A self-driving food delivery robot did not take kindly to the yellow caution tape surrounding a crime scene in Los Angeles as it plowed through the area, according to a video shared on Twitter Tuesday.
William Gude is the owner of Film the Police LA, a watchdog Twitter account documenting police activity in the Los Angeles area. Gude was on the perimeter of a suspected shooting at Hollywood High School at approximately 10 a.m. PDT when he saw a food delivery robot rolling down the sidewalk, approaching the yellow caution tape delineating the crime scene.
“I just saw it coming and I couldn’t believe what I was seeing,” Gude told Gizmodo on the phone. Gude explained that the robot kept trying to aggressively maneuver around the tape until a cameraman lifted it up to let the robot through. The robot then made its way through the active crime scene at the high school, passing by a group of Los Angeles Police Department officers. “I thought to myself ‘What did I just capture?’” Gude said. LAPD did not immediately return Gizmodo’s request for comment.
Gude said that he sees these robots pretty frequently in his efforts with Film the Police LA, explaining: “I have these encounters and generally they’ve been funny. [The robots] have names and stuff. That’s creepy.” The scene at Hollywood High School yesterday could certainly be called dystopian: Officers were directing the crowd, which included parents with children at the school, across the street as the robot rolled through the cluster of officers.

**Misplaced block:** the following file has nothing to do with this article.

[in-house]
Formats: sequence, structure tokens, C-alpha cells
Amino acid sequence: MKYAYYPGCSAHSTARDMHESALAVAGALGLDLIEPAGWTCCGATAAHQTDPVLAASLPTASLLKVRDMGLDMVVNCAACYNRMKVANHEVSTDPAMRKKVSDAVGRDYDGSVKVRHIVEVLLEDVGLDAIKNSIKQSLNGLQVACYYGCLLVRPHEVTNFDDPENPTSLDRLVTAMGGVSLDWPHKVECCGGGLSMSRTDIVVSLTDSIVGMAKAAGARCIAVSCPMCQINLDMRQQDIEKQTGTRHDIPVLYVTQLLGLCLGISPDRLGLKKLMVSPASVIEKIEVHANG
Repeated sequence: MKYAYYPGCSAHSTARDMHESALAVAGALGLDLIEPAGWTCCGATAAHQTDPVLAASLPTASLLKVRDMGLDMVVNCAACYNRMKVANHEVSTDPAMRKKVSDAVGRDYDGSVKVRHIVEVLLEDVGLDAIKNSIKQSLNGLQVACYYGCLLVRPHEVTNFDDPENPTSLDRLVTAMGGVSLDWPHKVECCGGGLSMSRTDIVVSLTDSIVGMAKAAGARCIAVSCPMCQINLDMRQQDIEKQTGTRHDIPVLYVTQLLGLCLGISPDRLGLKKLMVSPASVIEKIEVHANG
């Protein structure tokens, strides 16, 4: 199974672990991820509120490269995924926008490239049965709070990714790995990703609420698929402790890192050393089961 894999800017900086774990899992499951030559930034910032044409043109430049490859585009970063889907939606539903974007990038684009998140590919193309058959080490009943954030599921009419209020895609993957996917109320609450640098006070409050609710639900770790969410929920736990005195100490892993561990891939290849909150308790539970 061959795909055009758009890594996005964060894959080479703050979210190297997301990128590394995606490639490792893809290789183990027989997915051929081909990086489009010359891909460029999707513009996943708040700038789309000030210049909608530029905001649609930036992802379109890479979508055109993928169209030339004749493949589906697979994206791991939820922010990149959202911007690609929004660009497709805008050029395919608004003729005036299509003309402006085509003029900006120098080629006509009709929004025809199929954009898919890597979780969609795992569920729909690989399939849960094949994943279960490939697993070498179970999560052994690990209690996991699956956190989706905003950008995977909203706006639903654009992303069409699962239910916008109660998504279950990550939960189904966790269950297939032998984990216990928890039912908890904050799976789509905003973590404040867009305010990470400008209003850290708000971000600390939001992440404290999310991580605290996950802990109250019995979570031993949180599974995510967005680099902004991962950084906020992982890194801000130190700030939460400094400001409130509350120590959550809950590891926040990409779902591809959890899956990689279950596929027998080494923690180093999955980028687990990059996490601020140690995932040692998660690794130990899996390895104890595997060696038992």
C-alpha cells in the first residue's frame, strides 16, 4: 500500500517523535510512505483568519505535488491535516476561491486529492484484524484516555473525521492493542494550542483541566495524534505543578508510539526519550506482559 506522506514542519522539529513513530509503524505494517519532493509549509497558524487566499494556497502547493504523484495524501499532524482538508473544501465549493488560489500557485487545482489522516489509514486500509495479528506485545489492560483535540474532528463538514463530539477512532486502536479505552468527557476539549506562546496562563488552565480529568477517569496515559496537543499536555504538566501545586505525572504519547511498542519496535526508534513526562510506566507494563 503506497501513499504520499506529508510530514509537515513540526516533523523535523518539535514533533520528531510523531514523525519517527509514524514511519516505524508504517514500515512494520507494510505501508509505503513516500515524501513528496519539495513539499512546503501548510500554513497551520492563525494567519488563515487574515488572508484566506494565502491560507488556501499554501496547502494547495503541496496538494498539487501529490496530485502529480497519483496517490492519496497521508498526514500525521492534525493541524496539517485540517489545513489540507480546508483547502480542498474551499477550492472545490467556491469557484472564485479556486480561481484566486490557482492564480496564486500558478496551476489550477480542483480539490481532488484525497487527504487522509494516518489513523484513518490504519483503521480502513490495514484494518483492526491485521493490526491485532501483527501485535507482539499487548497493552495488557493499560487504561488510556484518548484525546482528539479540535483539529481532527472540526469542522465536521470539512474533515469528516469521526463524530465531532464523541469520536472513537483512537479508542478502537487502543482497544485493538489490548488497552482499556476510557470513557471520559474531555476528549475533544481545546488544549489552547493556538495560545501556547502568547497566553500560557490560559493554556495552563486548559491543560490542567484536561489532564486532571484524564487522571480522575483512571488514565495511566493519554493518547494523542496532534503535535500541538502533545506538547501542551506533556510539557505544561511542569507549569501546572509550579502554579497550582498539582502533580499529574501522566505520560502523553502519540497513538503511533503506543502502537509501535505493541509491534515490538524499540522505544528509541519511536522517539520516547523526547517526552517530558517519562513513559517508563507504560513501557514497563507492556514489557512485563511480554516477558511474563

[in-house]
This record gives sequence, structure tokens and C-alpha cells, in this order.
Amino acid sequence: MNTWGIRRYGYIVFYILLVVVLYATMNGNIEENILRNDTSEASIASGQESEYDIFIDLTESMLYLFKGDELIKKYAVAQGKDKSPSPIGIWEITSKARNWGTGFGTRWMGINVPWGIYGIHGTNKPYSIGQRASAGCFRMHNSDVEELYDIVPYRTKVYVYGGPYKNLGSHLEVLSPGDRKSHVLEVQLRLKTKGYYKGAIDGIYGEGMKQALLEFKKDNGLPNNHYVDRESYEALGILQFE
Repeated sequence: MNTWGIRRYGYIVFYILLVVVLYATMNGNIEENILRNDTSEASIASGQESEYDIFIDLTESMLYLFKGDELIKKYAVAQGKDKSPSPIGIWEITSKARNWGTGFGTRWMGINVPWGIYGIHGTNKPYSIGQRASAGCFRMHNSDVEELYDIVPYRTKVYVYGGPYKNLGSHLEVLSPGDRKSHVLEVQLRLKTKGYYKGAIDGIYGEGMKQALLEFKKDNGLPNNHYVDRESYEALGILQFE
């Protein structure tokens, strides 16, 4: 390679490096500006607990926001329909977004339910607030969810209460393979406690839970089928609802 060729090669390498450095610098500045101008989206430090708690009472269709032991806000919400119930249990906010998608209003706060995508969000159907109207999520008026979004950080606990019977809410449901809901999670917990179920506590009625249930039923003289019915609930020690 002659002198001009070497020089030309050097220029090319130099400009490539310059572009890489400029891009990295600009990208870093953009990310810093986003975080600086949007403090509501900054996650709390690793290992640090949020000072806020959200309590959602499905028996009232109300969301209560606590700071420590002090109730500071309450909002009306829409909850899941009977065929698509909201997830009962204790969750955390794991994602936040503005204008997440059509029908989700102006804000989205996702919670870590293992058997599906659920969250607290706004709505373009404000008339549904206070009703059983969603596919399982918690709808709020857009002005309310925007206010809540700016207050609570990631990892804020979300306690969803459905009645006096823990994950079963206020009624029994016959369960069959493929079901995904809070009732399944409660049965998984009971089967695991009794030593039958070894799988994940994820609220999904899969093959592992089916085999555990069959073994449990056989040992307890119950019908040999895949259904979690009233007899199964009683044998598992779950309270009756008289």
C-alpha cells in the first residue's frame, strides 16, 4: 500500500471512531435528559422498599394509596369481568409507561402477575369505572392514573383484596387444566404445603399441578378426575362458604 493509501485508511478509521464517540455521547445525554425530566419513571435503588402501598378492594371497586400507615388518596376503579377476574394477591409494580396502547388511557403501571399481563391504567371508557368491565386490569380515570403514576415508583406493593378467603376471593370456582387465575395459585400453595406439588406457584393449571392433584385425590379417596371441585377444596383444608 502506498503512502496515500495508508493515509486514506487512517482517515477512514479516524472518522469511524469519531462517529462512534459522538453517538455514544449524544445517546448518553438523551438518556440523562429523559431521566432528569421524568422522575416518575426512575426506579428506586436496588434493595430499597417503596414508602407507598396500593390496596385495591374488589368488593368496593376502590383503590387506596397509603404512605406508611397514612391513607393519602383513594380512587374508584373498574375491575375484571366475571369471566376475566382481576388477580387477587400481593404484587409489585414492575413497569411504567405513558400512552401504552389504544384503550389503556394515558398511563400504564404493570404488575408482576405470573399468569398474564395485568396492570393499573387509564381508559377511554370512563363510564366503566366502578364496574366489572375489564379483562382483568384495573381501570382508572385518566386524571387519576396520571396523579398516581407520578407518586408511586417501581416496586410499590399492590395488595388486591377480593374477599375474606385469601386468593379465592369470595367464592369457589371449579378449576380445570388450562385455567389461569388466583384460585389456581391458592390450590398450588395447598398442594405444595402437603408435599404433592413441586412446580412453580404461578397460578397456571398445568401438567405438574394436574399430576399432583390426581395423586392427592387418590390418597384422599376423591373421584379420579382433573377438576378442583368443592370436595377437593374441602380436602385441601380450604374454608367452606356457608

The robot is a piece of machinery from Serve Robotics, an independent company which spun out from Uber in 2021 following the company’s acquisition of Postmates the year prior. Uber Eats announced that it would begin testing autonomous delivery using Serve Robotics models in Los Angeles last May, but Gude couldn’t confirm whether or not this particular robot had an order in it.
“Serve’s standard operating procedure is to reroute and not cross barrier tapes; however in this instance the robot supervisor believed they were being waved through. We’re taking steps to ensure our operating procedures are followed in the future,” said Aduke Thelwell, a spokesperson for Serve Robotics. It turns out that the delivery robot was not fully autonomous when it crossed into the crime scene. “While Serve robots are capable of operating autonomously in most circumstances, they are assigned to human supervisors to ensure their safe operation. This incident was the result of human error in navigating a blockage.”
As humanity continues to advance technology ever so slightly towards self-driving cars and food delivery robots, the road to the successful integration of autonomous robots into our society—should that ever happen—will be paved with mishaps just like this one.
Update September 14, 3:18 pm EST: This article was updated to include a statement from Aduke Thelwell of Serve Robotics.
Update September 15, 10:55 am EST: This article was updated to clarify that while the company behind the robot does deliver orders from its partner, Uber Eats, it was not delivering an Uber Eats order at the time of the incident.